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Interactive toolkit to guide STEM role models toward success

By Taylor Moore

Techbridge has recently released a free, online interactive toolkit to help potential role models develop skills to engage girls and underrepresented youth in STEM.  The Role Models Matter Toolkit currently provides 10 mini-lessons for role models to help plan, structure and implement their visit with students.  Each unit comes with a video showing role model Josetta Jones, a patent attorney and chemical engineer, in action demonstrating each step to successfully interacting and communicating the lessons to the student participants.  The toolkit provides lessons on key topics like role model impact, ice breakers for relationship development, advice on using the engineering design process and guidance on how to connect the STEM experience to possible career options for the participants.  If you have any potential STEM role models looking to engage with youth, their work can benefit from this holistic toolkit approach.

Techbridge is a nonprofit based in Oakland, Calif., that offers science, engineering and technology-based afterschool and summer programs for girls.  Since 2000, the organization has engaged with more than 4,000 girls in grades 5-12 in hands-on learning and career exploration.  The Role Models Matter Toolkit is part of Techbridge’s Role Models Matter initiative to help prepare STEM professionals for outreach and is based upon work supported by the National Science Foundation

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learn more about: Science Youth Development Community Partners
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JUL
8

FUNDING
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New $150,000 award opportunity: The Trust Challenge

By Nikki Yamashiro

The Humanities, Arts, Science and Technology Alliance and Collaboratory (HASTAC) and the MacArthur Foundation have announced their fifth Digital Media and Learning Competition—the Trust Challenge: Building Trust in Connected Learning Environments.  The Trust Challenge will award a total of $1.2 million—in $10,000 to $150,000 year-long development grants—to institutions and organizations that look to answer questions around trust, privacy, safety and learning in an open online world.  Proposals will address questions such as:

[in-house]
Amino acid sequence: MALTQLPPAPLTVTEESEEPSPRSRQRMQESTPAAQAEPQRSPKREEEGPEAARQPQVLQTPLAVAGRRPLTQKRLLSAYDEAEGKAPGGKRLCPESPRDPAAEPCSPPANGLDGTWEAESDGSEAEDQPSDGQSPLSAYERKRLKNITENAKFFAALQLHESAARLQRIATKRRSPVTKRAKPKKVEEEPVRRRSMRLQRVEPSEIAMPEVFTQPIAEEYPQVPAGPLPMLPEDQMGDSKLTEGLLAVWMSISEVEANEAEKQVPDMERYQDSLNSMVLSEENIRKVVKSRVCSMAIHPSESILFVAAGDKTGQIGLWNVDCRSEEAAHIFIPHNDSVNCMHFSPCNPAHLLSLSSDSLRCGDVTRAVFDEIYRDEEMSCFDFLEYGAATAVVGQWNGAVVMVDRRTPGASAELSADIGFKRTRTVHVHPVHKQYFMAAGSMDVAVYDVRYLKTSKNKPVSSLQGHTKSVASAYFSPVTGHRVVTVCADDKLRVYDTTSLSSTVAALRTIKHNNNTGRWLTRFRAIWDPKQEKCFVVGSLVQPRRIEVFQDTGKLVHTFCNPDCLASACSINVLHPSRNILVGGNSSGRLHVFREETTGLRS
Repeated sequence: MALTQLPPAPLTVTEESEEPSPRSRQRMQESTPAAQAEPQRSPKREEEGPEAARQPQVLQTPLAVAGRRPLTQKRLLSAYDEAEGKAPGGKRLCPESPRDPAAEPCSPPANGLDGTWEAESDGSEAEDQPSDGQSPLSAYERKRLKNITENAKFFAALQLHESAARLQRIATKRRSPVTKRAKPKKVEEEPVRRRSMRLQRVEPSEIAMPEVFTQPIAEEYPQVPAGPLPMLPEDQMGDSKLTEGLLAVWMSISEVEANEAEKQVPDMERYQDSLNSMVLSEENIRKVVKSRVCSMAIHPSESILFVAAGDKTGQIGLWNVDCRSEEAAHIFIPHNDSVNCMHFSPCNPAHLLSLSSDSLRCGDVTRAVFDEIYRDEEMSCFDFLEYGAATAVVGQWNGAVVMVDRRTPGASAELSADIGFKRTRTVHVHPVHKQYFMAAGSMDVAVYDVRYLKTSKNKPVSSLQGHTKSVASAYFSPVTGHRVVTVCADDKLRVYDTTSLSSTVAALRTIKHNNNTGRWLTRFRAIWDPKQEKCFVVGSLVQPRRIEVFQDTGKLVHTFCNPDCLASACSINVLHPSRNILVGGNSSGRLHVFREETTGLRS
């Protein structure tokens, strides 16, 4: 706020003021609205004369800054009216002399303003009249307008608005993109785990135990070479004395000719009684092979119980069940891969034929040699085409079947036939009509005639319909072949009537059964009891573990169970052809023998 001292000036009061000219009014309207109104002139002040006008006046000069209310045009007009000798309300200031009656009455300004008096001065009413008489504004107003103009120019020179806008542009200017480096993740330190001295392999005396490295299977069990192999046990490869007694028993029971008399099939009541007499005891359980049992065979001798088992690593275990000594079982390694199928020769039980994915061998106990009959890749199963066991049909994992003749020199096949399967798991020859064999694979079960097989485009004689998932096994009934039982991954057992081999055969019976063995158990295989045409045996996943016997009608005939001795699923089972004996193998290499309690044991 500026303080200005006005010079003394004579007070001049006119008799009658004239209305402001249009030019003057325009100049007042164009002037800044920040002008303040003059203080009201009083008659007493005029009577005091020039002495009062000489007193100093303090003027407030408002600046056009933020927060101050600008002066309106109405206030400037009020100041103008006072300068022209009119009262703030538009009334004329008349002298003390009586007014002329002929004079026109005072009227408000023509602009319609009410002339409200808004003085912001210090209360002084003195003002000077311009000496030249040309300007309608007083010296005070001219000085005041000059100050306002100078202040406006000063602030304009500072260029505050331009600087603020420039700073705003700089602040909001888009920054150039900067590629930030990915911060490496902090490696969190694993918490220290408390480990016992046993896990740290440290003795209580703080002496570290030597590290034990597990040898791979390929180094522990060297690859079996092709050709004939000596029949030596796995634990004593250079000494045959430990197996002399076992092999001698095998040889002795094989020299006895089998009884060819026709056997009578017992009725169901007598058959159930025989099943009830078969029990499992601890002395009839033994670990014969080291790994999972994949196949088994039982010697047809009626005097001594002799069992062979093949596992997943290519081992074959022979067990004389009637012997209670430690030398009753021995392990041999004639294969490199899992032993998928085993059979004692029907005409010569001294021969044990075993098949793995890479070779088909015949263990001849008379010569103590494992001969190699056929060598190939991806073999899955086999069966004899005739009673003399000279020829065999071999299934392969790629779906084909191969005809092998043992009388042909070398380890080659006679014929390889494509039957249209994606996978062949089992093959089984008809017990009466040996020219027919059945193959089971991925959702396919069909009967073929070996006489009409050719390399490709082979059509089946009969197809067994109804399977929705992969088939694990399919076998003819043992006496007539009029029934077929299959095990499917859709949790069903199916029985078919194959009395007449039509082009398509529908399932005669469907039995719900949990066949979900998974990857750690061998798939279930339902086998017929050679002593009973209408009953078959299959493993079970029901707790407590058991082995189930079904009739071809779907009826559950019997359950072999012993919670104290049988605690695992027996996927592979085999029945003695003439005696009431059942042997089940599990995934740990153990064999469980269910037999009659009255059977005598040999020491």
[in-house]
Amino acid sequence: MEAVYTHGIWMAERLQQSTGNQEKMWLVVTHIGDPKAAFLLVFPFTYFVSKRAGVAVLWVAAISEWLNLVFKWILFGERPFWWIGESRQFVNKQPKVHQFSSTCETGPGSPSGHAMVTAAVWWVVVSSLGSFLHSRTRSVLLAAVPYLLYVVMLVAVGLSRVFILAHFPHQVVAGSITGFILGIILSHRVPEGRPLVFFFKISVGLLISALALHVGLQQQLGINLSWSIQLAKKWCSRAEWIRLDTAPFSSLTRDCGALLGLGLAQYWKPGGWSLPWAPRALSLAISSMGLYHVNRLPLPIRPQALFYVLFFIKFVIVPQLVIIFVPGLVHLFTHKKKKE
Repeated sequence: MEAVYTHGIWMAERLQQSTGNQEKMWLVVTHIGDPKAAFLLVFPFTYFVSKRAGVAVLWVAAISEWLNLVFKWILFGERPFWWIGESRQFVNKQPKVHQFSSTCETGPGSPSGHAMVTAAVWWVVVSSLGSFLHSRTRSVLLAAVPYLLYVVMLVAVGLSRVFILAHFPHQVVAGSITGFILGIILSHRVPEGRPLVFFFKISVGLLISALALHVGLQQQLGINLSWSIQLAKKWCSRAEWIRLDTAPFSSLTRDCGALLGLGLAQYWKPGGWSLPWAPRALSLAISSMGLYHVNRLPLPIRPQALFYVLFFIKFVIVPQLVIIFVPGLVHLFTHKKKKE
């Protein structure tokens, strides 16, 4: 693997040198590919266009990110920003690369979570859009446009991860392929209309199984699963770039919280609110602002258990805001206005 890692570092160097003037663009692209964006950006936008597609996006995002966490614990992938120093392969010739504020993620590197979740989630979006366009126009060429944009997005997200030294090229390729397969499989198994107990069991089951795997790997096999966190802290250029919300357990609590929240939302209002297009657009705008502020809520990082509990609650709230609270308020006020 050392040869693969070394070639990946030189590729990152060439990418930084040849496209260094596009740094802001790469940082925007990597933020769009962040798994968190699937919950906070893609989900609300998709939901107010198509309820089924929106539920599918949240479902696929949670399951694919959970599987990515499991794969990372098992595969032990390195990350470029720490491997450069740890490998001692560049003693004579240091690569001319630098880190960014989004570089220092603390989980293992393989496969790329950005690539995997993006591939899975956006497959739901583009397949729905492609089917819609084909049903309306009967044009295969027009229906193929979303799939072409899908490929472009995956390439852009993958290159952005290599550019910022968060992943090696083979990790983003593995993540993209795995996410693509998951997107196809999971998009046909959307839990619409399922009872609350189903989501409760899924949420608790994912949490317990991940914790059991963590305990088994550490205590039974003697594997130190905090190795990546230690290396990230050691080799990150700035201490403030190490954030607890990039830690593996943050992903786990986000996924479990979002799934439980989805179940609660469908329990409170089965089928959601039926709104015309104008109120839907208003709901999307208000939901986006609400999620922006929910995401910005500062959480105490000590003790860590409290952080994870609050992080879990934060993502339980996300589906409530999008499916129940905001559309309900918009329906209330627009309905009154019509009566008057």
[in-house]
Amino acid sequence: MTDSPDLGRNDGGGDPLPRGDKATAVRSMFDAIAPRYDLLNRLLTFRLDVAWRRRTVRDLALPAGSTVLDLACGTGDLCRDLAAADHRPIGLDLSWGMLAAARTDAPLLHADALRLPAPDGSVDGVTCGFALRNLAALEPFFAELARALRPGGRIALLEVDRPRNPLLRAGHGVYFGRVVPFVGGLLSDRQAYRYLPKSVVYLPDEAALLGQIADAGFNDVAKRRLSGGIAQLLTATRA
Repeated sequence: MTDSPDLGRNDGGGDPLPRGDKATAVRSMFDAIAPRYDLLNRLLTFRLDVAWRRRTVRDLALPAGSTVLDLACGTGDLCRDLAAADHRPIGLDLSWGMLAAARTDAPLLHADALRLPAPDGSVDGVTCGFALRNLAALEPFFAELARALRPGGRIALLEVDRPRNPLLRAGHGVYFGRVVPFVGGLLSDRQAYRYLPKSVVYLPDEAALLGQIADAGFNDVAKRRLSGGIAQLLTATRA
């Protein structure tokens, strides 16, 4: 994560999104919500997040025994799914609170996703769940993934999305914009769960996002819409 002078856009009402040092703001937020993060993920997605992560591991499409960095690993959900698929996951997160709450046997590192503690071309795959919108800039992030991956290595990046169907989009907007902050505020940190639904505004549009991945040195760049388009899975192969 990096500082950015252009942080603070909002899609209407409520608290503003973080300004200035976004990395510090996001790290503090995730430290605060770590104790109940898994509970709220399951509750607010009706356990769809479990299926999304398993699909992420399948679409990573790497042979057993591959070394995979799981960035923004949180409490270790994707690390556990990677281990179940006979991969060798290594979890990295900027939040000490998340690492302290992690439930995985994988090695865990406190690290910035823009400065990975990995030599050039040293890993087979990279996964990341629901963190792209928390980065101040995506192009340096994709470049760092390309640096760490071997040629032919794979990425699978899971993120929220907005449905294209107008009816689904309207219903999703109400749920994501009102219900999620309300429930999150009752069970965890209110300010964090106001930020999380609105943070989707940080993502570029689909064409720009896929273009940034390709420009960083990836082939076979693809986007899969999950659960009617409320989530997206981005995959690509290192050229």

• How can learners exercise control over who sees and uses their data?
  • What tools do they need in order to navigate, collaborate and learn online with confidence?
  • What solutions will foster greater civility and respect in online learning environments?
  • How can open technical standards create more opportunities to share and collaborate online in a spirit of trust?

Applications will be accepted Sept. 3 to Nov. 3, 2014.

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learn more about: Digital Learning Funding Opportunity Science Arts
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JUL
7

STEM
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New paper: What are the impacts of afterschool STEM?

By Melissa Ballard

Today, many afterschool and summer programs include science, technology, engineering and math (STEM) as a standard part of their comprehensive programming.  Afterschool providers recognize the importance of improved STEM education for their students and that hands-on, inquiry-driven STEM is in line with afterschool’s overall approach to education.  Practitioners are able to directly see the impact afterschool STEM programs have on students—they see youth engaged in and excited about STEM activities, asking questions, and wanting to learn more.  However, funders, policy makers and other stakeholders often want data that substantiates such claims and demonstrates positive changes in a variety of outcomes: interest and engagement in science, greater knowledge of STEM careers, election of school science classes, and, sometimes, improved test scores in science and math.

In this new paper, “Examining the impact of afterschool STEM programs,” we overview some of the recent research findings about the importance of afterschool and other out-of-school time experiences for STEM learning.  We then summarize evaluation data from a selection of strong afterschool STEM programs and describe the types of substantive impacts these programs are having on participating youth.  Several themes emerged in our analysis:

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learn more about: Evaluations Science